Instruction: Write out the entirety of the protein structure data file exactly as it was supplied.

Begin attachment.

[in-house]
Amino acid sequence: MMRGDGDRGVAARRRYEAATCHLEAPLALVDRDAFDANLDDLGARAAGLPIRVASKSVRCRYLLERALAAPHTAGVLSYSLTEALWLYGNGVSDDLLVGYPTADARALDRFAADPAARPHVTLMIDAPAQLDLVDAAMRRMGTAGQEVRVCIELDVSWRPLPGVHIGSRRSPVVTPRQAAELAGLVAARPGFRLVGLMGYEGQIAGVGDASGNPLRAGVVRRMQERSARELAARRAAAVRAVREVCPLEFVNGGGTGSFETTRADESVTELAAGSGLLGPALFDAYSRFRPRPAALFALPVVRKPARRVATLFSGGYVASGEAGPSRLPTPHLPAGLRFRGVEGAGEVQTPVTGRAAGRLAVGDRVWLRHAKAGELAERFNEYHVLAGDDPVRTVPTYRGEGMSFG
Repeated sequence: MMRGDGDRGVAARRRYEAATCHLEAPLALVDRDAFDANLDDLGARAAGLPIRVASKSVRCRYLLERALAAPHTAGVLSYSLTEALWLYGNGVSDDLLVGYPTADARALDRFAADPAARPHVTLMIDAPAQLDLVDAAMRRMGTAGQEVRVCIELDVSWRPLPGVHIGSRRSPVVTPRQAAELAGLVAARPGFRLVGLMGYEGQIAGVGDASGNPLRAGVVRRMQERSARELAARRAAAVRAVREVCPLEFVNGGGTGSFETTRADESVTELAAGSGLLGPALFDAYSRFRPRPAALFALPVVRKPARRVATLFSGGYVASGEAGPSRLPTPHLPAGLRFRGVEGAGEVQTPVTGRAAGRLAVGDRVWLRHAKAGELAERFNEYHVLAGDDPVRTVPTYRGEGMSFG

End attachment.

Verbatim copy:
[in-house]
Amino acid sequence: MMRGDGDRGVAARRRYEAATCHLEAPLALVDRDAFDANLDDLGARAAGLPIRVASKSVRCRYLLERALAAPHTAGVLSYSLTEALWLYGNGVSDDLLVGYPTADARALDRFAADPAARPHVTLMIDAPAQLDLVDAAMRRMGTAGQEVRVCIELDVSWRPLPGVHIGSRRSPVVTPRQAAELAGLVAARPGFRLVGLMGYEGQIAGVGDASGNPLRAGVVRRMQERSARELAARRAAAVRAVREVCPLEFVNGGGTGSFETTRADESVTELAAGSGLLGPALFDAYSRFRPRPAALFALPVVRKPARRVATLFSGGYVASGEAGPSRLPTPHLPAGLRFRGVEGAGEVQTPVTGRAAGRLAVGDRVWLRHAKAGELAERFNEYHVLAGDDPVRTVPTYRGEGMSFG
Repeated sequence: MMRGDGDRGVAARRRYEAATCHLEAPLALVDRDAFDANLDDLGARAAGLPIRVASKSVRCRYLLERALAAPHTAGVLSYSLTEALWLYGNGVSDDLLVGYPTADARALDRFAADPAARPHVTLMIDAPAQLDLVDAAMRRMGTAGQEVRVCIELDVSWRPLPGVHIGSRRSPVVTPRQAAELAGLVAARPGFRLVGLMGYEGQIAGVGDASGNPLRAGVVRRMQERSARELAARRAAAVRAVREVCPLEFVNGGGTGSFETTRADESVTELAAGSGLLGPALFDAYSRFRPRPAALFALPVVRKPARRVATLFSGGYVASGEAGPSRLPTPHLPAGLRFRGVEGAGEVQTPVTGRAAGRLAVGDRVWLRHAKAGELAERFNEYHVLAGDDPVRTVPTYRGEGMSFG